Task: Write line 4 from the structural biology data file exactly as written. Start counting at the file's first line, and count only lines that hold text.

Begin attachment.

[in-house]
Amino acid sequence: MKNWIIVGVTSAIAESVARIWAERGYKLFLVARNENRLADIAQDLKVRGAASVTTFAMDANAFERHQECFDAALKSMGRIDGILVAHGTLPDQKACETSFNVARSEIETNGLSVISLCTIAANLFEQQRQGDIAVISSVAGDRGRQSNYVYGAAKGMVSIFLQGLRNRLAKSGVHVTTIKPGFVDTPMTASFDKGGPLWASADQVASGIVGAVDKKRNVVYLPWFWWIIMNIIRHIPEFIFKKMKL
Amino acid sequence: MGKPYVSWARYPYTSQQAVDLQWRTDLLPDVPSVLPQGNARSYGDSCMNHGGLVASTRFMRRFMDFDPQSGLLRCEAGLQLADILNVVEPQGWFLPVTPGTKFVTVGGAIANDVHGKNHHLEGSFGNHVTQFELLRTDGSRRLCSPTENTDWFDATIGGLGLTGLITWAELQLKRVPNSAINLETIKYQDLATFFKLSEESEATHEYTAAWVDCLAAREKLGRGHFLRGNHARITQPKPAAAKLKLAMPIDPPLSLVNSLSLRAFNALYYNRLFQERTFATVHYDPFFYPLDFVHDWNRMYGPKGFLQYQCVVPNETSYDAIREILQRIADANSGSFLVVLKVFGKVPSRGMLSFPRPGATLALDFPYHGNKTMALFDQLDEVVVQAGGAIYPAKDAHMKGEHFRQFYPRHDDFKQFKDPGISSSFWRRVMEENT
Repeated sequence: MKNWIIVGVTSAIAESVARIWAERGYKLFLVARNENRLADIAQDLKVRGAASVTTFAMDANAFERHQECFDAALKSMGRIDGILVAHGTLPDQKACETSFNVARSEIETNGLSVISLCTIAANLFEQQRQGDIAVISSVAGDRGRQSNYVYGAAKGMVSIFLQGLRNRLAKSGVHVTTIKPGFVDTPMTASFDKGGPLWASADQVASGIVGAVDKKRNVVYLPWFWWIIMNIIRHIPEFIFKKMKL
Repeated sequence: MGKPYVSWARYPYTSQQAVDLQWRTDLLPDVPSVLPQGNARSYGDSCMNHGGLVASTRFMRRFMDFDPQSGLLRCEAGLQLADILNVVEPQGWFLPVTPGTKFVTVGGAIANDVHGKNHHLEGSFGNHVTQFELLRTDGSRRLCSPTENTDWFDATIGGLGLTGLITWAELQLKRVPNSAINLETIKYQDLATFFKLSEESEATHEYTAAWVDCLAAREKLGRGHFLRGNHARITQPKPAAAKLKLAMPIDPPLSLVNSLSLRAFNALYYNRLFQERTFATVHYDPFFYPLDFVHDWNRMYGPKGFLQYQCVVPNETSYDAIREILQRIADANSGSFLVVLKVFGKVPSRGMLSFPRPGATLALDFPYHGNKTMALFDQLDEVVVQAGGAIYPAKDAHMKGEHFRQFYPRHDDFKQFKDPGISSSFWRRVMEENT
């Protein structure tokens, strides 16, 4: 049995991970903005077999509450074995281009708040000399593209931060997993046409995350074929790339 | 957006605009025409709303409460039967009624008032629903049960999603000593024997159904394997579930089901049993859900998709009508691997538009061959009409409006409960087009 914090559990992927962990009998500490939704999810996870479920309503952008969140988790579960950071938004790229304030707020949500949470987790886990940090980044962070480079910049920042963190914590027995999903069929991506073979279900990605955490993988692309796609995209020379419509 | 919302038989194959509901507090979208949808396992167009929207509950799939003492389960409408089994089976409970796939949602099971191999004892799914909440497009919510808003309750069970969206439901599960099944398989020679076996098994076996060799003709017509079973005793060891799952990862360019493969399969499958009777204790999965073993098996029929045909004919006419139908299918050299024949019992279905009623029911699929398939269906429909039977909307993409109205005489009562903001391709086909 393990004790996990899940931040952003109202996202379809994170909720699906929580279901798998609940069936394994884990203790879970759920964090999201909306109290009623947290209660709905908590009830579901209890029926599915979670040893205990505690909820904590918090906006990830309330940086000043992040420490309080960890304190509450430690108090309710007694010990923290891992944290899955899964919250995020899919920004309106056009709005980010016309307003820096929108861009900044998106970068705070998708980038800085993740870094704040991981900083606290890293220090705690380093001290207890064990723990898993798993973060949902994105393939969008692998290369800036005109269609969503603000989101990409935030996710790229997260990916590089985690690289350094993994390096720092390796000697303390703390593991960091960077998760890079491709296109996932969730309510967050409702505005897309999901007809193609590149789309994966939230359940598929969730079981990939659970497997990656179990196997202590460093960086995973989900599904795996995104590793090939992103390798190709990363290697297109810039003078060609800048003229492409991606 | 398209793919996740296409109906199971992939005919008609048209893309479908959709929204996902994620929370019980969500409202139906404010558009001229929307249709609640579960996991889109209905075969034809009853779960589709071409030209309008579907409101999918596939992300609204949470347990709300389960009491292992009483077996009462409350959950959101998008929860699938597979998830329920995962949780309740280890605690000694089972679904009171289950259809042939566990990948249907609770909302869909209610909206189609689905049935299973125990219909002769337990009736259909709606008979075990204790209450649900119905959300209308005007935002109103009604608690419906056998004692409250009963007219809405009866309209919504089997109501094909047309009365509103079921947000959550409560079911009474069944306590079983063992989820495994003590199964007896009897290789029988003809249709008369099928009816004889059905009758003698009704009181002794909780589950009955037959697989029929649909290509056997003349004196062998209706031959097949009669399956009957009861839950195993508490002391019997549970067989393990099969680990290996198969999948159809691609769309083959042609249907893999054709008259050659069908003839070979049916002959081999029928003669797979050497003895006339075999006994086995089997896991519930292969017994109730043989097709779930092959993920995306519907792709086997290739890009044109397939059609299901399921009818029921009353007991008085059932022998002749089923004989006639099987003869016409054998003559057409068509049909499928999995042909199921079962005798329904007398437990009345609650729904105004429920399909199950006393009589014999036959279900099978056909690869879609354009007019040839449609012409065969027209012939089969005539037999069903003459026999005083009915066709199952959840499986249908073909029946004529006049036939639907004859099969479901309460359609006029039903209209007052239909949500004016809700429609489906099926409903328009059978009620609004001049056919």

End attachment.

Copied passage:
Repeated sequence: MKNWIIVGVTSAIAESVARIWAERGYKLFLVARNENRLADIAQDLKVRGAASVTTFAMDANAFERHQECFDAALKSMGRIDGILVAHGTLPDQKACETSFNVARSEIETNGLSVISLCTIAANLFEQQRQGDIAVISSVAGDRGRQSNYVYGAAKGMVSIFLQGLRNRLAKSGVHVTTIKPGFVDTPMTASFDKGGPLWASADQVASGIVGAVDKKRNVVYLPWFWWIIMNIIRHIPEFIFKKMKL